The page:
How the world’s largest cabbage defeated me

Posted on May 19th, 2012

Via freedigitalphotos.net

For the last year or so I have been opening my mind to new possibilities. Yes, I joined a CSA (Community Supported Agriculture), which has introduced me to many veggies I have never seen before, let alone cooked. That’s why my family now eats stuff like parsnips and fennel, two veggies we’d never heard of, let alone eaten. They are delicious, by the way. (Well the fennel I still have issues with; I mean it smells like licorice but isn’t candy. Isn’t that false advertising?)

But last week I had a challenge unlike any I’ve ever had. I opened the veggie box and inside was the largest cabbage head I have ever seen. I’m not kidding. I don’t where they grew that cabbage (it’s all local), but that thing was bigger than a human head. It was humongous. And scary. I mean, what was I, a non-cook, supposed to do with the World’s Largest Head of Cabbage?

And then a voice inside my head, a really stupid voice, said “that’s easy; stuffed cabbage rolls.” And pretty soon all the voices in my head joined in, chanting, “stuffed cabbage rolls.” (Yeah, I might have issues that go way beyond super big cabbage heads but let’s not go there now.)

Anyway, after a small argument with my voices, I found a recipe on the Food Network website labeled “easy.” Hello? I’m telling you those people at Food Network are big, fat liars. Clearly, in Food Network land, “easy” means “you should be a 4-star Michelin chef before attempting this recipe.” Or it could mean “sucker.” I could go either way on this, but I am leaning toward “sucker.”

So one hour and five pans on the stove later, I was no closer to making an actual stuffed cabbage roll than I was to being President of the United States. My kitchen looked like it had been bombed by a very large cabbage and was covered in splatters from the meat that I was supposed to use for stuffing.

But at that point I was not letting that cabbage win. It was obviously a contest of wills and I would not break.

By then, I was ready to stuff. I got the cabbage out of the pot and I realized that it looked like slimy space boogers. It was falling apart and oozing over the plate. Yeah. Turns out there is a HUGE difference between “blanching the cabbage” and “boiling the holy crap out of it until it resembles something an alien would pull out of his nose.”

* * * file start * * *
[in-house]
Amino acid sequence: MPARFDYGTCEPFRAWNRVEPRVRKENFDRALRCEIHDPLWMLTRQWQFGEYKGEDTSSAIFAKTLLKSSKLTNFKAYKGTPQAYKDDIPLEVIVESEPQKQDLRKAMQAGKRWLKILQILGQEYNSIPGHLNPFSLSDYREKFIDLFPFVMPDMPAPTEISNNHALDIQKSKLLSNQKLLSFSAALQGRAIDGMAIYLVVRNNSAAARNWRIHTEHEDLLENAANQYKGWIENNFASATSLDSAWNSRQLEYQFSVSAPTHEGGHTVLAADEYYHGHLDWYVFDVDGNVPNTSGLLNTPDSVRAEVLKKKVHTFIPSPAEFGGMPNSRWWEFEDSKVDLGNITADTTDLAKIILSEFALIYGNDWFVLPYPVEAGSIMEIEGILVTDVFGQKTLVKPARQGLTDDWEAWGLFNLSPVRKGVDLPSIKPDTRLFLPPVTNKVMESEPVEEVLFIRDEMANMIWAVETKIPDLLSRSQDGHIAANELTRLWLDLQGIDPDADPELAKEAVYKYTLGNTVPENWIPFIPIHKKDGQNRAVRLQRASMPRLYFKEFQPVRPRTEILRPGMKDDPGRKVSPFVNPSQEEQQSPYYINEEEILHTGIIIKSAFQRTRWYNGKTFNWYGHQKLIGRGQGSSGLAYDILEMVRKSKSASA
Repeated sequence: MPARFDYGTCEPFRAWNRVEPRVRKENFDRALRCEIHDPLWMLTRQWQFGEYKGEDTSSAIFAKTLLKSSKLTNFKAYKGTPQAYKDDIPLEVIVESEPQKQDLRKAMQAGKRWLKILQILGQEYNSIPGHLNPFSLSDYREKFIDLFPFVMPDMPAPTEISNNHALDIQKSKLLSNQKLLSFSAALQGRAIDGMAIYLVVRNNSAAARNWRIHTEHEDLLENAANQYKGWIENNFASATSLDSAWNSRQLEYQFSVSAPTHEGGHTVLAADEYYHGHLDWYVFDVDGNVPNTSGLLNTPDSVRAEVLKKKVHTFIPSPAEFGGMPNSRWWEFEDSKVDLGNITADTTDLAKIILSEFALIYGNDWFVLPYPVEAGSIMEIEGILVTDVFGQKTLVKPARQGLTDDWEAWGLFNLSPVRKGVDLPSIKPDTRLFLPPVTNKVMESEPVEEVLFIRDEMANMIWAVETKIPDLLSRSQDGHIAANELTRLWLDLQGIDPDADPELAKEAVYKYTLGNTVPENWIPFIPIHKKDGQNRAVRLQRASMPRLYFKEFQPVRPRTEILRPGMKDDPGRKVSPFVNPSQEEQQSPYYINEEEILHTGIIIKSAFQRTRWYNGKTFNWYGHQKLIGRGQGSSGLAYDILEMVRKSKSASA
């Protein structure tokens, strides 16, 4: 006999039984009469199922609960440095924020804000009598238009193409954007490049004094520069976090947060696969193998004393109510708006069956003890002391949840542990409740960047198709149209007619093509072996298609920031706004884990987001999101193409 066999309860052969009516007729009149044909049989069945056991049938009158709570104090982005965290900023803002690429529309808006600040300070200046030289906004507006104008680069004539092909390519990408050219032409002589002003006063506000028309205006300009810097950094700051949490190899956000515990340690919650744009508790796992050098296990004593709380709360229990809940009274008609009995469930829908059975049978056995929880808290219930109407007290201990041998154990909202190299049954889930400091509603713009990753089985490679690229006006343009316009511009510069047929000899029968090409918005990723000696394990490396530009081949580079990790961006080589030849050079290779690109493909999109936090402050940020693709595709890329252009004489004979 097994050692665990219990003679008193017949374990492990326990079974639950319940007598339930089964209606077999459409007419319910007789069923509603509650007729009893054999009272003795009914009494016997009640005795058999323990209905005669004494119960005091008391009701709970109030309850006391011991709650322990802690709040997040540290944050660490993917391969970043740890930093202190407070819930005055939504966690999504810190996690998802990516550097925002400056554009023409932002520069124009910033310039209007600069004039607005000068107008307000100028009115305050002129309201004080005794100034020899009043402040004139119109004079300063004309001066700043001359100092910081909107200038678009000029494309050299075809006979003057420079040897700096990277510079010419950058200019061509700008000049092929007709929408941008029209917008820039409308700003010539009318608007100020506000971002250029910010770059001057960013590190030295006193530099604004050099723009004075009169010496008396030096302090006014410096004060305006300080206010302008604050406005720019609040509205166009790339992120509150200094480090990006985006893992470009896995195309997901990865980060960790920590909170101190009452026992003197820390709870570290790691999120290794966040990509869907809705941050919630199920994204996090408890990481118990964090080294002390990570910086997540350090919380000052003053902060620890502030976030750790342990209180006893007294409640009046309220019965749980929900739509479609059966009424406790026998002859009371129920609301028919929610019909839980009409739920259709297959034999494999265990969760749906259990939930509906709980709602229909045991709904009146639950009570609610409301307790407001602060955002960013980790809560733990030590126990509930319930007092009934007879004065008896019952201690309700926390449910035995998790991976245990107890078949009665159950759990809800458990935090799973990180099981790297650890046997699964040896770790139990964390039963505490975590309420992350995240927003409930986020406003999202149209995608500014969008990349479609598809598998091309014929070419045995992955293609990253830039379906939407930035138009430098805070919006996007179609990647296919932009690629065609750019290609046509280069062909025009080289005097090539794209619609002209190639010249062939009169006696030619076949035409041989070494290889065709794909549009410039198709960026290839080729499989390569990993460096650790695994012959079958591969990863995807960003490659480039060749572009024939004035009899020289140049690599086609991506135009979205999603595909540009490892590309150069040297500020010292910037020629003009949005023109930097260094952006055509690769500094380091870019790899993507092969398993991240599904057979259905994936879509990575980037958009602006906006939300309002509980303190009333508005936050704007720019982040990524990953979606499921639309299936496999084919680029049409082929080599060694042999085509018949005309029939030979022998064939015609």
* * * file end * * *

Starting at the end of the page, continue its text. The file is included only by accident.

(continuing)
Have I mentioned it was now a personal war between the cabbage and me? Because it was on like Donkey Kong, people.

So I grabbed the cabbage and tried to stuff it. I don’t mind admitting that at one point in the stuffing process I considered taping the rolls together with packing tape. Of course I didn’t do that. I mean, it was already inedible. I didn’t need to add poison to the mix. I managed to slap some cabbage and some meat/rice mixture into a pan, cover it with tomato sauce and bake it.  And that’s when I realized that cooked cabbage is not the most appetizing smell on earth. Basically, my house smelled like a dozen teenage boys were suffering the aftereffects of a chili-eating contest.

And yet, I was not going to pick up fast food. I was not allowing that dang cabbage to beat me. Because I am stubborn. And probably not as smart as I think I am.

At dinner I brought out my stuffed cabbage rolls. And Harry and Junior put it on their plates. And Junior (who eats anything and everything) poked it a bit and asked, “is it alive?” And Harry looked at and said, “oh, it looks good.” But the look on his face said, “good Lord it looks like alien space boogers took over our dinner.”

And we ate it anyway. Because by that point, nobody was leaving the dinner table without doing so. After all, I wasn’t going to allow that cabbage to beat me. No matter what it smelled like.

But the next time I get a cabbage in my CSA box, I’m making Cole Slaw.

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5 Responses to “How the world’s largest cabbage defeated me”

  1. Gina Smith Says:

    LMAO!! Thank you for the pick me up! You can also just soak the cabbage in hot water to make the leave pliable, you know just for future refernce. Cole slaw is hard to make. It takes lots of time to shread the cabbage, carrots, and all the other stuff into it, mix in slaw dressing etc. Make sweet slaw instead. Shread cabbage, mix in olive oil, dash of salt (to taste) and light Italian seasonings (basil and rosemary work the best.) Use it to top Italian sausages from the grill, brats, or club sandwiches.
    Remember the sceene on Christmas Story, where Andy doesn’t want to eat his beef, red cabbage and mash potatoes? That little song,” Meatloaf, beatloaf, I hate meatloaf” ran through my head as soon as you mentioned fighting with the cabbage.

  2. Lizzard Says:

    I too tend to “cook” things that end up resembling something out of this world! I’m glad I’m not the only one. Tell me more about this CSA program? I’m sorta kinda in your neck of the woods and am interested in receiving local produce! Thanks!!

  3. Laurie Says:

    @Gina, LOL, you cook!!! I make cole slaw by cutting up a cabbage and putting dressing on it :) Biggest compliment? Once Junior said it was almost as good as KFC. High praise, indeed. I am going to try the sweet slaw though. It sounds fabulous and probably something I can do. Love A Christmas Story!

    @Lizzard, I use Timptations (http://www.timptations.com). They have various pickup spots throughout South Valley (including some big companies in SJ). I love them. In the summer, their pluots cannot be beat and all the produce is local.

  4. ChaCHA online Says:

    Thank you for making cabbage amusing! ROTFL!

  5. monica Says:

    So happy I am not the only one who thinks food network LIES.

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